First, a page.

I was visiting my older son and daughter-in-law on the other side of the country in May, sitting on the edge of the bed, when my son handed me a little gift bag.
I reached into the folds of the tissue paper protruding from the top and pulled out a bib. A baby bib. A baby bib that said, "I love Grandma."
I looked over at the two of them who were both nodding, smiling, eyes wide, brows arched.
My first grandchild. Little more than an amoeba now, he (or she) would soon grow arms and legs, and probably a turned-up nose like his dad, Michael, and the sweet smile of his mom, Gennessa.
Big tears welled in my eyes.
I thought about the day I found out I was pregnant with Michael. It was a surprise, a shock even. We hadn't even decided if we wanted kids at all, let alone if we wanted one right now. I was as scared as I was excited. I was 27 but I still felt like a child myself.
I left the doctor's office and went straight to the school where my then-husband was a teacher. I stood outside his classroom and when he spotted me, I nodded, smiled, eyes wide, brows arched.
I thought about the second time I was pregnant. I wasn't feeling well; something was wrong. I went to the doctor. I had had a miscarriage. The baby wasn't right, he told me. It was nature's way of taking care of things. It was early in the pregnancy. I was surprisingly okay — until I got home. My worried mom was in the driveway waiting for me. As soon as I saw her, I sobbed, deep heavy sobs. I was so glad to see her. I needed her.
I thought about delivering my second son, Matt, who was so big that the doctor had to turn him around and yank him out with forceps.
How would Gennessa's pregnancy go? I wouldn't be there for her like my mom was there for me. I didn't know how to be a grandma now any more than I knew how to be a mother back then. And, I live so far away.
At this point, the news of the baby was a secret, our secret. The baby was, after all, little more than a tadpole — but they told me because we were together. When your kids live in Southern California and you live in Florida, you have to take advantage of the short periods of face-to-face time you have.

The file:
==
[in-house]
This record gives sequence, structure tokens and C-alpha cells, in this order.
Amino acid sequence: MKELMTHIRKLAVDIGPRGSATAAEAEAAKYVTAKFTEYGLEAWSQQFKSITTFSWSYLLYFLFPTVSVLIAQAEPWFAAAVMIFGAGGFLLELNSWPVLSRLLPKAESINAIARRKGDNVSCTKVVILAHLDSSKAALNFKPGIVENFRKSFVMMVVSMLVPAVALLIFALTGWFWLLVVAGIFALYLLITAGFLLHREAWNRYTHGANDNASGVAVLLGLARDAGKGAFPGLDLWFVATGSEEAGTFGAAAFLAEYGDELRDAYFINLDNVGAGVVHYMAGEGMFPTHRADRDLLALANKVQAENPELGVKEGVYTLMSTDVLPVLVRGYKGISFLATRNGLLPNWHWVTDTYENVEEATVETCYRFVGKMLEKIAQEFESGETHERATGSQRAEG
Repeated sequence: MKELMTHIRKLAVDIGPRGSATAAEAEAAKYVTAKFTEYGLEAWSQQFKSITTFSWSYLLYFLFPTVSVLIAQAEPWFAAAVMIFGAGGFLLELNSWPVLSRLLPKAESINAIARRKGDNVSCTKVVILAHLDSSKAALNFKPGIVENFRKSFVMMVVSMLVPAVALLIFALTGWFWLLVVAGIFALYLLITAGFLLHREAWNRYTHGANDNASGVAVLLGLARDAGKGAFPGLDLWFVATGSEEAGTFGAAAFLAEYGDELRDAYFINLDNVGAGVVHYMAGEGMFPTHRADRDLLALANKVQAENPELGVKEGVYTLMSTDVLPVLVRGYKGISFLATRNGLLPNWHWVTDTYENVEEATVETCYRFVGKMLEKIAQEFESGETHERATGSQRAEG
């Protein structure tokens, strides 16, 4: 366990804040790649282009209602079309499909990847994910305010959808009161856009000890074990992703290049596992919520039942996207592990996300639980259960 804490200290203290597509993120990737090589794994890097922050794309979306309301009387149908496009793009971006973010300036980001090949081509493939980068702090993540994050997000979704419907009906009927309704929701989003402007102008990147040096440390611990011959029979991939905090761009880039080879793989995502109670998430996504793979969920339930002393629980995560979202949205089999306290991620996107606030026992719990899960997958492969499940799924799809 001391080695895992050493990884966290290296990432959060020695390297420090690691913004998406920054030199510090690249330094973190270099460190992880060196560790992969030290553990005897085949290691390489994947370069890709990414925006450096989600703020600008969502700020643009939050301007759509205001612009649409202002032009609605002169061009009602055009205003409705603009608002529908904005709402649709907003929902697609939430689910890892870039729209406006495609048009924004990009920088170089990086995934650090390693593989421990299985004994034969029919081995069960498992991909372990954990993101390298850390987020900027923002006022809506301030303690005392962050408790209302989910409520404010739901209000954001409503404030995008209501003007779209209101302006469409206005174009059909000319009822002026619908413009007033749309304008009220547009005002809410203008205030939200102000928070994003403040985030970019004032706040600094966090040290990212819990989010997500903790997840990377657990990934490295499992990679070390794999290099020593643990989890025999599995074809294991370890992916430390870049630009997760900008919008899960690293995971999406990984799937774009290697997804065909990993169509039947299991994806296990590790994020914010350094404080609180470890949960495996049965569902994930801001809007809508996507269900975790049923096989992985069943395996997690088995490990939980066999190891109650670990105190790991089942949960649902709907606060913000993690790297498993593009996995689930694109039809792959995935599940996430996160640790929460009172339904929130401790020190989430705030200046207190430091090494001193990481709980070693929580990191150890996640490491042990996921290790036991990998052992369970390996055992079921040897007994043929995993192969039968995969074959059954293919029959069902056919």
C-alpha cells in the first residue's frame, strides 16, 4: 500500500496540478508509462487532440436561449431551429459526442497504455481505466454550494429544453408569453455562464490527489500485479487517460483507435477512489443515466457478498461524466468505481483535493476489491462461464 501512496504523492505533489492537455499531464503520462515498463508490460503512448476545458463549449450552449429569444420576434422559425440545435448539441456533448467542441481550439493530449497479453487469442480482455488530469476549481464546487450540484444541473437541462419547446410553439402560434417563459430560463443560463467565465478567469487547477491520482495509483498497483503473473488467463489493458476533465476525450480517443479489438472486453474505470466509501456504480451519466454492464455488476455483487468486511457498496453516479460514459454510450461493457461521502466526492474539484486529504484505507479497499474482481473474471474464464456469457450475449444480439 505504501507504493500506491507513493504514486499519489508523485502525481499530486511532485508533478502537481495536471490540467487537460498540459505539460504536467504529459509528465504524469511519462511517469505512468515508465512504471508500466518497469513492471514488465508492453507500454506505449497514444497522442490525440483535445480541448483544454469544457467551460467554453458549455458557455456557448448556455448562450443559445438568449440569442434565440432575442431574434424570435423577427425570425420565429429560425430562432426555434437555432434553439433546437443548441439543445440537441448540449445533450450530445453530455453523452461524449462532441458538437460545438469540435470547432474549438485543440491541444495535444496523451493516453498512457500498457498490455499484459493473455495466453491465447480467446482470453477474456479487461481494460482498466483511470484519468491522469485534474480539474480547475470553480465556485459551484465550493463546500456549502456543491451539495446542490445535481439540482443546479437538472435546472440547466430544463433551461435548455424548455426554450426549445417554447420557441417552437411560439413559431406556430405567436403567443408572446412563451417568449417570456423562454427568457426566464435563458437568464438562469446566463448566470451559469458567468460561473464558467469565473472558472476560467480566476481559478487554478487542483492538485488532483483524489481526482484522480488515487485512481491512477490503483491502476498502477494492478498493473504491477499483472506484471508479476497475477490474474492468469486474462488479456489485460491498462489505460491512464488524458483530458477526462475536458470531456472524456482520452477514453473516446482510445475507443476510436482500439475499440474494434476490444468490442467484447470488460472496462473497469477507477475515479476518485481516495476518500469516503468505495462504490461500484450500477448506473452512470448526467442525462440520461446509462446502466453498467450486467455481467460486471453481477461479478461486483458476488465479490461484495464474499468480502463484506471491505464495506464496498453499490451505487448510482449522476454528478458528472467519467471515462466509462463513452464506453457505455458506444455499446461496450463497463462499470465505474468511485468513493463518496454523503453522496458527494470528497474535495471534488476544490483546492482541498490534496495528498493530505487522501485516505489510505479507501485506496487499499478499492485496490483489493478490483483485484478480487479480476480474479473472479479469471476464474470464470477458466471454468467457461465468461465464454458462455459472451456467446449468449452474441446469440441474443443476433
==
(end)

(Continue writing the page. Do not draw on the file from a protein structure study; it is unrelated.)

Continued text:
About a month later, when enough time had passed that the parents-to-be felt confident the unborn cherub had settled in, they began to announce to the world that Lola the Labradoodle and Cooper, the wild-haired rescue dog, were going to have (yes, by now they knew he was a he) a brother.
Estimated time of arrival: mid January 2014.
Almost daily, they sent me photographs — or posted on Facebook and Instagram — of the growing bambino as seen through the shape of his growing mother. We FaceTimed; we Skyped. Modern-day family closeness.
Finally, on Jan. 15 in a birthing center filled with midwives and doulas, a perfect baby boy entered the world.
The next day, I was on a plane.
I spent a glorious week holding and loving my sweet little Eli but too soon it was time to go home. He certainly wouldn't recognize me when I came back. He was too little. Would he ever know me?
I'm his faraway Nana. His other grandma lives nearby. She's holding him in many of those posted photos.
I, too, had a close-by and a faraway grandma. My close-by grandma was like a second mom. She took me shopping and I helped her hostess her monthly pinochle parties. I stayed overnight. She covered me with heavy quilts she made herself. I woke up to the smell of apple cake in the oven.
The memories I have of my faraway grandma are of the packages she'd send, filled with random items like too-small go-go boots and too-big sweaters. I hardly knew what she looked like. I never ate her cooking.
I don't want to be that package-sending grandma. I looked online for advice on how to be like a close-by grandma when you live far away. I didn't find too much that made me feel any better. But, the bottom line, the common thread was clear: You better learn to love to travel if your grandchildren live far from you.
Oh, Eli. I missed holding you when you were 1 month old. I missed hugging you when you were 2 months old. But I'm hoping to snuggle and smooch you enough to make up for it when I see you again — really soon. I want you to know what your faraway grandma looks like, know how much it tickles her to make you laugh.
Know how much she loves you.
Patti Ewald can be reached at firstname.lastname@example.org.